script.js
``console.log(1234567890123456789012345678901234567890n);`` The letter n at at the end of the number transforms a regular number into a BigInt. And with that JavaScript can now store and display this number accurately.

We can also create a BigInt from a regular number using the `BigInt()` function.

script.js
``````/* ⚠️ Without the letter n at the end of the number ⚠️ */
console.log(BigInt(1234567890123456789012345678901234567890));`````` You will notice that the result is not really the same as the previous one with the letter n at the end of the number. My guess is that JavaScript still needs to represent the number internally, before it can then convert it to a BigInt.

Now that we know how to create a BigInt number, let's now see some operations we can do with it. All the usual operators still work the same. Let's have some examples.

script.js
``````console.log('BIGINT ADDITION');
console.log(15000n + 15000n);

console.log('BIGINT MULTIPLICATION');
console.log(549798792398984961799853338181482n * 6000000n);`````` What's not possible with BigInts is to mix them with regular numbers. For example, if we try to add a regular number to a BigInt, then we get an error.

script.js
``````console.log('BIGINT ADDITION WITH REGULAR NUMBER');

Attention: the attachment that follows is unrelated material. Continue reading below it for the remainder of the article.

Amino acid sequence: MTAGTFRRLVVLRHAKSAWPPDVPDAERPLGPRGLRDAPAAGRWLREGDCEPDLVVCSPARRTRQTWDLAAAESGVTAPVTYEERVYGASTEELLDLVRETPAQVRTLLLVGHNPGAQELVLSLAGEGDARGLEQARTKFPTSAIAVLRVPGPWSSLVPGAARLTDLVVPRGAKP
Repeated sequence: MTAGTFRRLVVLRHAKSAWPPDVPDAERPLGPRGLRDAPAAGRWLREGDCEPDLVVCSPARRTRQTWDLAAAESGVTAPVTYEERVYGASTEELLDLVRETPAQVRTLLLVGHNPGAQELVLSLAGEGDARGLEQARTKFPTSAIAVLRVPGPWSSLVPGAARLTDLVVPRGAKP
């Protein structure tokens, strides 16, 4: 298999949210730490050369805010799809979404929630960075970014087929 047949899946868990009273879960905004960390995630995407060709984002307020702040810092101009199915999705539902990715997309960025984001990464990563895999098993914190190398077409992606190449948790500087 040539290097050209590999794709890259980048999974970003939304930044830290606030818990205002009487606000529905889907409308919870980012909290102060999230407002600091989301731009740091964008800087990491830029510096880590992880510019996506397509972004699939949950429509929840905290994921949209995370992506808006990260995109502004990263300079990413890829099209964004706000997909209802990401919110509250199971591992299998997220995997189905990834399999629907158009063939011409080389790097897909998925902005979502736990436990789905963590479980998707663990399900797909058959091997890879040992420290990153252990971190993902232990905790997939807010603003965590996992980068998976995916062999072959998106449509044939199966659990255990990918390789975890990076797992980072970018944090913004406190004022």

const huge = 985447812345678901234567890n;
const num = 23;
console.log(huge + num);`````` To fix this, all we have to do is the convert the regular number to a BigInt using the constructor function.

script.js
``console.log(huge + BigInt(num)); // 👌🏽``

However, there are two exceptions to this: the comparison operators and the plus operator when working with strings. Let's see some examples.

script.js
``console.log(20n > 15); // true``

This works as expected. However, the below does not.

script.js
``console.log(20n === 20); // false``

This actually makes sense because, when we use the triple operator in JavaScript, it does not do type coercion. And in fact 20n and 20 are two different primitive types.

script.js
``````console.log(typeof 20n); // bigint
console.log(typeof 20); // number``````

However, if we use the regular equality operator (loose equality), then JavaScript will do type coercion and convert the BigInt to a regular number.

script.js
``````console.log(20n == 20); // true
console.log(20n == '20'); // true``````

The other exception as mentionned above is when we use the plus operator with strings during concatenations.

script.js
``console.log('The amount raised by this company was: ' + 9000000000000n);`` Next, the `Math` operations we saw in one of the previous lectures, do not work with BigInts. For example, if we try to use `Math.sqrt()` with a BigInt, then we get an error.

script.js
``console.log(Math.sqrt(16n)); // Error`` Finally, let's take a look at what happens with divisions

script.js
``````console.log(10n / 3n); // 3n
console.log(10 / 3); // 3.3333333...``````

With BigInt, JavaScript will simply return the closest BigInt, and cuts off the decimal part.